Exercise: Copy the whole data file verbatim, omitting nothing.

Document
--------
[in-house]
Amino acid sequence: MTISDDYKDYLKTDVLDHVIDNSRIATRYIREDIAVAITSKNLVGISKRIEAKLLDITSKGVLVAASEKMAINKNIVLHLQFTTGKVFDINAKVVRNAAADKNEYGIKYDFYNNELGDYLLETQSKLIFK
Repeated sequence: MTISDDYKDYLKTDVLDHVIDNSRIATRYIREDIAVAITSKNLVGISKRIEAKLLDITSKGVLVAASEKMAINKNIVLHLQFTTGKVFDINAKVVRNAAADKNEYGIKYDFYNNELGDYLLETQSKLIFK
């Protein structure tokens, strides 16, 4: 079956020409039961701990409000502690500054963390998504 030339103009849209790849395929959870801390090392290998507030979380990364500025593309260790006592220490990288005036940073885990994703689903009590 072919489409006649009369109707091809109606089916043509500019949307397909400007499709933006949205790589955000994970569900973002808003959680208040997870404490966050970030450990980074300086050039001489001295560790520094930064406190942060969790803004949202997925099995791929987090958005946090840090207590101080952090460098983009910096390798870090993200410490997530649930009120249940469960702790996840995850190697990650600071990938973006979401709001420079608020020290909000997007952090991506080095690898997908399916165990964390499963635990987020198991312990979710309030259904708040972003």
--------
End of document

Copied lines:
[in-house]
Amino acid sequence: MTISDDYKDYLKTDVLDHVIDNSRIATRYIREDIAVAITSKNLVGISKRIEAKLLDITSKGVLVAASEKMAINKNIVLHLQFTTGKVFDINAKVVRNAAADKNEYGIKYDFYNNELGDYLLETQSKLIFK
Repeated sequence: MTISDDYKDYLKTDVLDHVIDNSRIATRYIREDIAVAITSKNLVGISKRIEAKLLDITSKGVLVAASEKMAINKNIVLHLQFTTGKVFDINAKVVRNAAADKNEYGIKYDFYNNELGDYLLETQSKLIFK
């Protein structure tokens, strides 16, 4: 079956020409039961701990409000502690500054963390998504 030339103009849209790849395929959870801390090392290998507030979380990364500025593309260790006592220490990288005036940073885990994703689903009590 072919489409006649009369109707091809109606089916043509500019949307397909400007499709933006949205790589955000994970569900973002808003959680208040997870404490966050970030450990980074300086050039001489001295560790520094930064406190942060969790803004949202997925099995791929987090958005946090840090207590101080952090460098983009910096390798870090993200410490997530649930009120249940469960702790996840995850190697990650600071990938973006979401709001420079608020020290909000997007952090991506080095690898997908399916165990964390499963635990987020198991312990979710309030259904708040972003």